All markets have their quirks, and human labor has a special quirk. Once the cost rises, it almost never goes back down. So it absolutely makes sense in the long-term to forego short term profits if it requires raising wages. Because you are killing your long-term profits.

        Which is why labor unions are so important.

        • Hirsute says:

          Labor unions only add to the hidden costs of employment. There are too many intermediaries in the employer-employee relationship. Get rid of FICA, FMLA, ERISA, EEOC (I’ve seen employees who were discriminated against for race and the only people paid were their attorneys) and employer-provided benefits etc. so that you basically don’t need a “Human Resources” department and you would greatly open up labor markets.

          Yes, I can hear the howls of laughter….I know that it won’t happen until the system completely breaks, but the answers are staring us in the face. But, no, every time socialism is exposed for the failure that it is, the cries for more socialism only become louder. Do high schoolers today even know what USSR stands for?

  7. OutLookingIn says:

    As with any industry specific demand, capacity is cyclical.
    These massive new capital orders for equipment will have consequences down the road. (pun intended)
    One can foresee a used transportation equipment overload, in the not too distant future. This portends a knock-on effect that will negatively effect the entire sector.
    All it takes is an economic downturn. In the mean time, the players are all madly dancing while the music continues. Until the tune ends.

  8. mvojy says:

    From what I’m reading truck drivers, nurses and construction laborers should be doing quite well but their wages are being suppressed because employers refuse to invest in their training. That is a major reason why our middle class has flat wages since the 1970’s and isn’t expanding as it used to. Businesses should realize that without an expanding middle class with rising wages they won’t have as many consumers of their products/services.

    • James Levy says:

      I used to think that was a given, but I’m not sure any more. What do the people with money (say, top 5%) in the USA own/produce? Overwhelmingly its some form of government-sponsored monopoly (patent, copyright, license to practice medicine/law)), real estate, or money itself in various forms. The richest men in American are no longer Ford, Carnegie, Edison, Rockefeller, et al. Their wealth is no longer based on mass market material items, commodities purchased in the market place. They can build high-end condos for Chinese elites to park their ill-gotten gains (or, in the case of Trump Tower, Russian oligarchs and mobsters). They can lend their money anywhere on the planet. They can provide their services as corporate lawyers or concierge doctors to the Power Elite. Sure, there will be rich people servicing the niche American top 20% market, or abusing the bottom 80% via payday loans, Vegas casinos, car leases, and usurious credit card and college loan scams (or, more ominously, opioid prescriptions) but is anyone’s business model today dependent on a prosperous and expanding middle class?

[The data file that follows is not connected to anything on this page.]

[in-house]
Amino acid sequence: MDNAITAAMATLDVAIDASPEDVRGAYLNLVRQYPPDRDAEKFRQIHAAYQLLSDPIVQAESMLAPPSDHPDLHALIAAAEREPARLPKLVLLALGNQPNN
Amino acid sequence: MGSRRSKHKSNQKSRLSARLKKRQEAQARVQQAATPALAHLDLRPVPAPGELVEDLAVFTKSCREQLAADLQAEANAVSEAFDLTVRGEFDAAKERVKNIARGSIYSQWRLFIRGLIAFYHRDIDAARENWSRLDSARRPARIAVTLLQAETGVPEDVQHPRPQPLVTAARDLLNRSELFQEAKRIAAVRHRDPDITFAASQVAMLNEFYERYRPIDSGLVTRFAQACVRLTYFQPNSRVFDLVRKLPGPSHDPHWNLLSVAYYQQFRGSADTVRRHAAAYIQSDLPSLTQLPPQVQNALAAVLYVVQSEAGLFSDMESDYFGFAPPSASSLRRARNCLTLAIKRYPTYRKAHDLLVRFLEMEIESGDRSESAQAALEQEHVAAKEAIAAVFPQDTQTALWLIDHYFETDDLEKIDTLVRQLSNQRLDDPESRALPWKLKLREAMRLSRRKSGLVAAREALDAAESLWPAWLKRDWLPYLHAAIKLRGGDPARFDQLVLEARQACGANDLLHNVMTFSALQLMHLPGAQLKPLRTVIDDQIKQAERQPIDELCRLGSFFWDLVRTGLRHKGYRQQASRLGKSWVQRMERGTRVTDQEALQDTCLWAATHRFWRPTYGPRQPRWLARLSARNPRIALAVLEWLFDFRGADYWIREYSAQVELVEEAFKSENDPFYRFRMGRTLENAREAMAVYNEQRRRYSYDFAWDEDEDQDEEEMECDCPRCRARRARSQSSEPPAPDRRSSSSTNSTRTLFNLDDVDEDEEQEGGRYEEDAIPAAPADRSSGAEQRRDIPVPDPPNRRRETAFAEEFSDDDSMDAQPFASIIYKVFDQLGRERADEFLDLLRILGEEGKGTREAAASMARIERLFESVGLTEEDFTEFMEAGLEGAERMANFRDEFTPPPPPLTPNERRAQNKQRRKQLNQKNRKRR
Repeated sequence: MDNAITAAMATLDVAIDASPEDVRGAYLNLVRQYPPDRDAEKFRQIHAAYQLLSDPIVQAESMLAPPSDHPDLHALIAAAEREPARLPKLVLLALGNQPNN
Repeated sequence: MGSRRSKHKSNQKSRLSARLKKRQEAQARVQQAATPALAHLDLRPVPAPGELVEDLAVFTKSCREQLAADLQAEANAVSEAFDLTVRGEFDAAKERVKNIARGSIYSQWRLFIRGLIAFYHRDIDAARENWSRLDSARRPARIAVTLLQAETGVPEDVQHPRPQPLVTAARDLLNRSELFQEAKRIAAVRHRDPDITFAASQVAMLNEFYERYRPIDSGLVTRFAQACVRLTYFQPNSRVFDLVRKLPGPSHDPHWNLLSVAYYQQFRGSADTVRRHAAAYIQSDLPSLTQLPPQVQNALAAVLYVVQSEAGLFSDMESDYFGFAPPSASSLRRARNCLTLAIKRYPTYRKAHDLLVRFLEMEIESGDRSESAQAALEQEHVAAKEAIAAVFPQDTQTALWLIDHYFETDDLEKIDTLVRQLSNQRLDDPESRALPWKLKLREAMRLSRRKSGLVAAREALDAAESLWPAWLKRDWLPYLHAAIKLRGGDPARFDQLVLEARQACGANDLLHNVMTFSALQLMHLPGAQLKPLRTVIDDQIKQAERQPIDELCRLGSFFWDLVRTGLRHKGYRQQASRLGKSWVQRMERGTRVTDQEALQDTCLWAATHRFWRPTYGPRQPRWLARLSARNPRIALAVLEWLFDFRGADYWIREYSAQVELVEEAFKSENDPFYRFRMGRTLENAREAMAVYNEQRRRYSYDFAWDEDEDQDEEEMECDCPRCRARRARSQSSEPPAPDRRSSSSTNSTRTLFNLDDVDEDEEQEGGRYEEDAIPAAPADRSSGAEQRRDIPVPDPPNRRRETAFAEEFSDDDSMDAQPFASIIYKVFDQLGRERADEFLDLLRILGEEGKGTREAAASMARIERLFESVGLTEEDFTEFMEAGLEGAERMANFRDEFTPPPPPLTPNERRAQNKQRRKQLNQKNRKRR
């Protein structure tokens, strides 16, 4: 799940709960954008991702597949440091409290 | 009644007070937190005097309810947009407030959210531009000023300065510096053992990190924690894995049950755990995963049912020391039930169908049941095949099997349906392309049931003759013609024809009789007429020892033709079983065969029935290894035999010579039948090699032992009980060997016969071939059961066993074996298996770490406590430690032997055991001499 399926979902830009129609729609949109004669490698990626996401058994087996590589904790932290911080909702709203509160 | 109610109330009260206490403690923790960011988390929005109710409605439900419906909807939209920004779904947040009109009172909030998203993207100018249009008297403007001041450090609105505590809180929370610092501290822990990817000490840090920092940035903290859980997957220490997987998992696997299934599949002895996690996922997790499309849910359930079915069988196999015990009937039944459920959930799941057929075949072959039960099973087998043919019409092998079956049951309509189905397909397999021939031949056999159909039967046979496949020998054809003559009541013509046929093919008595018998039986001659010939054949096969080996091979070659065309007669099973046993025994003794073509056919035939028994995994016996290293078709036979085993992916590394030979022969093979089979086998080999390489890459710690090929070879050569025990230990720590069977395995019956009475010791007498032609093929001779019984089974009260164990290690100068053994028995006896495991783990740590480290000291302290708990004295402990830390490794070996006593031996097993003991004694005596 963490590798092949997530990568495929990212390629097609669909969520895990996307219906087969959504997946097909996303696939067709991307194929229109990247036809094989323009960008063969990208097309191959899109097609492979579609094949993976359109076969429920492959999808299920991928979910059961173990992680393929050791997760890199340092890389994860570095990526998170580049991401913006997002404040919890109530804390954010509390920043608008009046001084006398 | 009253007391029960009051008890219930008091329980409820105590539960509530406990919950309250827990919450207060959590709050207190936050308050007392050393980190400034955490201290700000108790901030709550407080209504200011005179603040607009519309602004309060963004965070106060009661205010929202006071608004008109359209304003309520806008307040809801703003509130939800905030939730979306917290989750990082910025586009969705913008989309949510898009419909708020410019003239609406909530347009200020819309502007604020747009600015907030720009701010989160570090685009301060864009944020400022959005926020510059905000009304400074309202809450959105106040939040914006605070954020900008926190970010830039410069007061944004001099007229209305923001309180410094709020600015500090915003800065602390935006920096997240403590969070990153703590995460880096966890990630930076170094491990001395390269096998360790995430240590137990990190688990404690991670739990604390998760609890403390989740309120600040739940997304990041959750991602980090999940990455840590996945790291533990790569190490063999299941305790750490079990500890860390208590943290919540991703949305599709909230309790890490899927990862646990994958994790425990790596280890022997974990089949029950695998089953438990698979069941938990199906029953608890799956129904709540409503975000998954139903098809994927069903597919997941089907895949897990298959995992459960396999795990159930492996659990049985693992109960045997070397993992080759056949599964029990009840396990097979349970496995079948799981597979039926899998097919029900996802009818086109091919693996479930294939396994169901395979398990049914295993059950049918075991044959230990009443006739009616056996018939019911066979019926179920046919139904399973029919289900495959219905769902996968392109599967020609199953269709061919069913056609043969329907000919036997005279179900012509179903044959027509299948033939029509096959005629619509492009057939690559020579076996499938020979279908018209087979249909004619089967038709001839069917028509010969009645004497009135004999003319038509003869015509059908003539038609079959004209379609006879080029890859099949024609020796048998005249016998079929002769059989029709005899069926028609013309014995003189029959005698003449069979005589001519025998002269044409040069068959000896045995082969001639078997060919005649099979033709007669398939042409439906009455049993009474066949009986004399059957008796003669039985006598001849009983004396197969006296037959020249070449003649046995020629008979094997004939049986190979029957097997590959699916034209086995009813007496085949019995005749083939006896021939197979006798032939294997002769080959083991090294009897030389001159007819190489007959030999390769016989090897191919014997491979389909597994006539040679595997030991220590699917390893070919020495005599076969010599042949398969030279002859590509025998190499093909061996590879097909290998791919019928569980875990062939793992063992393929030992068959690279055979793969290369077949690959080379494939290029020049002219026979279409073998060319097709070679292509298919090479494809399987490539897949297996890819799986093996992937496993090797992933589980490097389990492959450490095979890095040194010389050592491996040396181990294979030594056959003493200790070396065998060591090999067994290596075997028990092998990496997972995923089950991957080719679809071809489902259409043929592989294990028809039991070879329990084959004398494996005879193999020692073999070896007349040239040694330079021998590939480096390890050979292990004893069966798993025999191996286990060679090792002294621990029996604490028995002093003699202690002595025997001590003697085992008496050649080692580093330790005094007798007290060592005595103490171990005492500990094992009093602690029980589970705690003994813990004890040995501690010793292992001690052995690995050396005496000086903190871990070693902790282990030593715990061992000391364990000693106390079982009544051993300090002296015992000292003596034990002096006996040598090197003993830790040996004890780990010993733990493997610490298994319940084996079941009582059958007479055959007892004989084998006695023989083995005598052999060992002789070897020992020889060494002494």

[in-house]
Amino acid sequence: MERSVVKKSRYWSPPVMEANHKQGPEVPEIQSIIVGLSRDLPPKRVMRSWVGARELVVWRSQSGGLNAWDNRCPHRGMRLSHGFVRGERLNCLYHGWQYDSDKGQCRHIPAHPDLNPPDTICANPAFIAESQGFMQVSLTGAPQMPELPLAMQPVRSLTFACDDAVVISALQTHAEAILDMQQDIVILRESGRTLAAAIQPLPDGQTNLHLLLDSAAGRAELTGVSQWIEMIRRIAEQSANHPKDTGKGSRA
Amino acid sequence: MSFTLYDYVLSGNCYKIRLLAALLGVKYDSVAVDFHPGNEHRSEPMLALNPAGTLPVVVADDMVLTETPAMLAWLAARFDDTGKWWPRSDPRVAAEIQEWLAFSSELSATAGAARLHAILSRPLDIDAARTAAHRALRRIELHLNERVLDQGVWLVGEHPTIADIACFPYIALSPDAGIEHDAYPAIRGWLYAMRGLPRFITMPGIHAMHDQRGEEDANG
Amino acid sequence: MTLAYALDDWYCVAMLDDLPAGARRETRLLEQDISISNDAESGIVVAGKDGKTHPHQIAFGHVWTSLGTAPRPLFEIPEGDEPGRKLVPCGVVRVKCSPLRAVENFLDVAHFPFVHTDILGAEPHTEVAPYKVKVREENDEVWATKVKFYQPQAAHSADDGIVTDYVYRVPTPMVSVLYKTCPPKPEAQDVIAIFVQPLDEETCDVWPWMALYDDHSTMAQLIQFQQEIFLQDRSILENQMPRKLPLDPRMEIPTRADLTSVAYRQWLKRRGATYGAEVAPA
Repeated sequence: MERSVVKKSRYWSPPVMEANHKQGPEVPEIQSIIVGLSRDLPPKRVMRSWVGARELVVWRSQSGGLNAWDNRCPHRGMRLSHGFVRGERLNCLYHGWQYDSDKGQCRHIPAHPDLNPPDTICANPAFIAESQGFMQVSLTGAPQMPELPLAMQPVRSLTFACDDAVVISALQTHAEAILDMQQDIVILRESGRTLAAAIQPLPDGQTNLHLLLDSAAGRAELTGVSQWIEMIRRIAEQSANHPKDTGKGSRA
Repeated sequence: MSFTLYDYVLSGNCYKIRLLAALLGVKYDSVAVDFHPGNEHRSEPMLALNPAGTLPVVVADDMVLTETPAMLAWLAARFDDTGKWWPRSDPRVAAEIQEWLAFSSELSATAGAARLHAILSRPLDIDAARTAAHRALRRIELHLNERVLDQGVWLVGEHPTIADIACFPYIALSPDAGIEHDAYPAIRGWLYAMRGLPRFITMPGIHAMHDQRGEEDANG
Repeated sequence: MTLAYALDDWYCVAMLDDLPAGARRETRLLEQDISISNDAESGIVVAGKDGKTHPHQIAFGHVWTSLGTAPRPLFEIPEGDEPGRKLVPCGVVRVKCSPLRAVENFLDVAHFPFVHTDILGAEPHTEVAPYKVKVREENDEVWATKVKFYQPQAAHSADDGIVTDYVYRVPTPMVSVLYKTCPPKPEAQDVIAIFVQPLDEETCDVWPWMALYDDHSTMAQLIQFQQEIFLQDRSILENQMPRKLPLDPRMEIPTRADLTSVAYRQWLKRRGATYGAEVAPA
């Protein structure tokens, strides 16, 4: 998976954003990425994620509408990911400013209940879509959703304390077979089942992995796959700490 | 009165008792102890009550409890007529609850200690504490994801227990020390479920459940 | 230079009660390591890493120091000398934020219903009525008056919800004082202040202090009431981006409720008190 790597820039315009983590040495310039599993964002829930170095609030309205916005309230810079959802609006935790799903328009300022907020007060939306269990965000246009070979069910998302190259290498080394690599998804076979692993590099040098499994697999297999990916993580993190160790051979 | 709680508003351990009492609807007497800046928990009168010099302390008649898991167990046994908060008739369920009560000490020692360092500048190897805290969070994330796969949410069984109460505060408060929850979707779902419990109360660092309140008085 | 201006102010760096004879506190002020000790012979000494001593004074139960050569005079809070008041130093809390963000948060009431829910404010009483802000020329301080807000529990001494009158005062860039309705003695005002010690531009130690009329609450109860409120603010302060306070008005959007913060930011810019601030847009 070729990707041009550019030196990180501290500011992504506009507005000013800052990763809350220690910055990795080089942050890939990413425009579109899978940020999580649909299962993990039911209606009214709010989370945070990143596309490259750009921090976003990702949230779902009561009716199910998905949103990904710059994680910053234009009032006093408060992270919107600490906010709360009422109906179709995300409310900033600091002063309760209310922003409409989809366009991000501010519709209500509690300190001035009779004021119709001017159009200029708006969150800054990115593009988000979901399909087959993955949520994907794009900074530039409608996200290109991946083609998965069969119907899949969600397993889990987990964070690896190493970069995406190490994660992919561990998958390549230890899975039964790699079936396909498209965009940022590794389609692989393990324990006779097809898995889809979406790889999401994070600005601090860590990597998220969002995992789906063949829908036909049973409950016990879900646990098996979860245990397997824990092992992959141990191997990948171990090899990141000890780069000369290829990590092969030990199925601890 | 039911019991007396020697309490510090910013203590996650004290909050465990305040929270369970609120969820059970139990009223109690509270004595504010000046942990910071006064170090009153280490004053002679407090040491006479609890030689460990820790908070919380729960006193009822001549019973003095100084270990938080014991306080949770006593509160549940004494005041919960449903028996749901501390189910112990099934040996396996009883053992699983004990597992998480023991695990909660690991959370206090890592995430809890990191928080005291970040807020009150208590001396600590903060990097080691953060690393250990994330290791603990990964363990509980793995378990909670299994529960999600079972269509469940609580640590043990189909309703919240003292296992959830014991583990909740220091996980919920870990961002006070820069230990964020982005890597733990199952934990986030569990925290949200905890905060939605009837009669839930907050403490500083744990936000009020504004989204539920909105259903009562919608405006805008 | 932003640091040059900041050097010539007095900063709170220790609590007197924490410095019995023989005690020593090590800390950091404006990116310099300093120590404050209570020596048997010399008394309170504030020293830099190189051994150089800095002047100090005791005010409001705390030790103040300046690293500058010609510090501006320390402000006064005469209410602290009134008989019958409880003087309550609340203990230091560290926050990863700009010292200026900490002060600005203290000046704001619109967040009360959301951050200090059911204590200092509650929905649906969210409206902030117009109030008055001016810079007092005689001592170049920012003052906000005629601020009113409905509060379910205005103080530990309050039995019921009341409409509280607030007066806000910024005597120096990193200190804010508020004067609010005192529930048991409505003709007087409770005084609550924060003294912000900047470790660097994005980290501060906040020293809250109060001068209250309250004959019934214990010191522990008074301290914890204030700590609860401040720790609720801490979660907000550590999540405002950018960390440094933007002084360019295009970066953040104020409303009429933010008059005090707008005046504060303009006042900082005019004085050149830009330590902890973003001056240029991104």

• sierra7 says:

      Organized labor (an other enterprises) historically had apprentice programs where both labor and management cooperated in the training of those apprentices. After the crushing of organized labor (some would impugn OL as being “socialist”; far from it. It is a capitalist advantage having those programs in competition) those programs have steadily deteriorated and we have what we have today: a shortage of trained personnel that had those programs, namely the construction industry and many others. Those with the capital just don’t want or choose to spend money productively except to line their own pockets. We get what we have expected, more greed, less training.